It was great to meet her, and get a chance to preview her new cookbook. We had stopped by IMG_3594for one of her famous, hand squeezed key lime margaritas, and she offered to make us a snack. What came out of the kitchen was plate after plate of “snacks,” including crispy moroccan-spiced chickpeas, polenta fries, flatbread pizza with exotic mushrooms, and Seared Qualicum Scallops with a sweet pea risotto cake, fromage à la crème, a lemon mint sauce and microgreens. My absolute favourite thing, though, were her Cibolo Shrimp. A Texan-born pescatarian, Lisa wanted a bar snack akin to a chicken wing, so she made it with shrimp. The recipe pairs a crispy, cornmeal-breaded spot prawn on a bed of gem lettuce with a  cayenne tequila sauce, bleu clair cheese and dill. Soooooo good. 


If you are in Tofino, you must go. If you are in Tofino this Monday night, May 12, you must go to her cookbook release party.

I got a copy of it a couple weeks back, and it now bristles with post-it notes on pages of recipes I want to make. I’ll share her famous fish tacos with you down the road, but for today, I am going to share a breakfast (well, who says pancakes have to be for breakfast, right?) recipe with you.

Lisa calls these Flaxseed and Ginger Pancakes, but I like the term Hippie Pancakes. If you’ve ever been to Tofino, you’ll know that hippie culture is still pretty strong there. A lot of the original settlers there were draft dodgers from the States, and they just never left.

hippie pancakes.jpg

These are some serious pancakes. I’d make these while camping somewhere along Long Beach, before a day of serious surfing. They will set you up for the day. There is whole wheat flour, flax, and lots of spice, making them filling without being too heavy. There are no refined sugars. In fact, there is very little sugar at all, and no oil.

I served mine with an apricot sauce over top, but you could do any kind of stewed fruit: apples, pears, berries or stone fruit would all be delicious. Or just plain ‘ol maple syrup.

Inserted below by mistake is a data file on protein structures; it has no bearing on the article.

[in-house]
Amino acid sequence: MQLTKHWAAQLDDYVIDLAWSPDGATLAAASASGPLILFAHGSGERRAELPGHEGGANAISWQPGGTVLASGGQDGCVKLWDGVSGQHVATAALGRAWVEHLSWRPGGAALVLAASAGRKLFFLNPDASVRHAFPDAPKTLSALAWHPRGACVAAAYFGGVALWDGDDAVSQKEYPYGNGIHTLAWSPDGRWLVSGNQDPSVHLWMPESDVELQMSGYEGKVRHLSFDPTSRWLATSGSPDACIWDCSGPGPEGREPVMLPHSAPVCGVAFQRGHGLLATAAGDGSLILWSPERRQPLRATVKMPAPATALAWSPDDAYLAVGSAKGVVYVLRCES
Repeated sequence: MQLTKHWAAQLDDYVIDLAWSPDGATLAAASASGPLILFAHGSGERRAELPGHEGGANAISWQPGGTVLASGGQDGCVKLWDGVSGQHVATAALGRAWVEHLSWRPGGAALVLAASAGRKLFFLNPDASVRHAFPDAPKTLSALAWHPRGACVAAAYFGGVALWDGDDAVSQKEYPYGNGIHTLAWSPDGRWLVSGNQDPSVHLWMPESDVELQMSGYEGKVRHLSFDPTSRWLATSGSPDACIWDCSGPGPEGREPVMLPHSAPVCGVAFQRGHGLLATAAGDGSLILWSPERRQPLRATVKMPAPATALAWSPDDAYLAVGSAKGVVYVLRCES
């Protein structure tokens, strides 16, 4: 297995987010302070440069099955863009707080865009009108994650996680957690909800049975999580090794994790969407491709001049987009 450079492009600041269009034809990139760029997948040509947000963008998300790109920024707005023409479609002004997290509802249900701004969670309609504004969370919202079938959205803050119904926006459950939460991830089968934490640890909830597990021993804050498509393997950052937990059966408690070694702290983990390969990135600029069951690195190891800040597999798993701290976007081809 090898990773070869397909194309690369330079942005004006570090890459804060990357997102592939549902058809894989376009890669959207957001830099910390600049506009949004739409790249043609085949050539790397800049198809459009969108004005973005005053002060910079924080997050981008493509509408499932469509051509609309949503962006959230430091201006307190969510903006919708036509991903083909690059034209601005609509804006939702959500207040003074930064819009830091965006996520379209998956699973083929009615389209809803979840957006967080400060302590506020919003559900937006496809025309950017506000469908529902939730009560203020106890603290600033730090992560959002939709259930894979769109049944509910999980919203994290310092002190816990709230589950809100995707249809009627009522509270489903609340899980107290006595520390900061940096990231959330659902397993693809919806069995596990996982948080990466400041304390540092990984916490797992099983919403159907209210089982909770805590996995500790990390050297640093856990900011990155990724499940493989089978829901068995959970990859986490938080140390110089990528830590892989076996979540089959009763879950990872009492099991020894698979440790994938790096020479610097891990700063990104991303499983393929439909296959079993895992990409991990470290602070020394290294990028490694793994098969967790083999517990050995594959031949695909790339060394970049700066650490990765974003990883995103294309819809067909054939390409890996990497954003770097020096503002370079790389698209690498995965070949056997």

In addition to most of Chef Lisa’s best recipes (Key Lime Pie, anyone?), The Sobo Cookbook: Recipes from the Tofino Restaurant at the End of the Canadian Road features little anecdotes about the locals who supply her with the raw ingredients for her recipes. The photographs are beautiful. Jeremy Koreski is a local surfing photographer, but he does a wonderful job of capturing Lisa’s rustic dishes.

Hippie Pancake Recipe

(recipe courtesy of Chef Lisa Ahier’s The Sobo Cookbook)


  • 1 cup flour
  • 1 cup whole wheat flour
  • 1/4 whole flaxseeds
  • 2 tbsp baking powder
  • 2 tsp ground ginger
  • 1/2 tsp allspice (I used 1/4 tsp ground cloves and 1/4 tsp ground nutmeg)
  • 1/2 tsp ground cinnamon
  • 1/2 tsp salt
  • 1 egg plus 1 egg white
  • 2 1/4 cups milk
  • 3 tbsp butter, melted
  • 2 tbsp molasses


  1. Combine the dry ingredients in a large bowl.
  2. In a separate bowl, combine the wet ingredients, whisking well.
  3. Make a well in the centre of the dry mix, and pour the wet into it. Mix until combined, but a few lumps are okay.
  4. On medium heat, grease a nonstick griddle or fry pan, and drop 1/4 cup of pancake batter onto it. Cook for about 2-3 minutes, or until bubbles start to form in the middle. Flip and cook on the other side for an additional couple of minutes.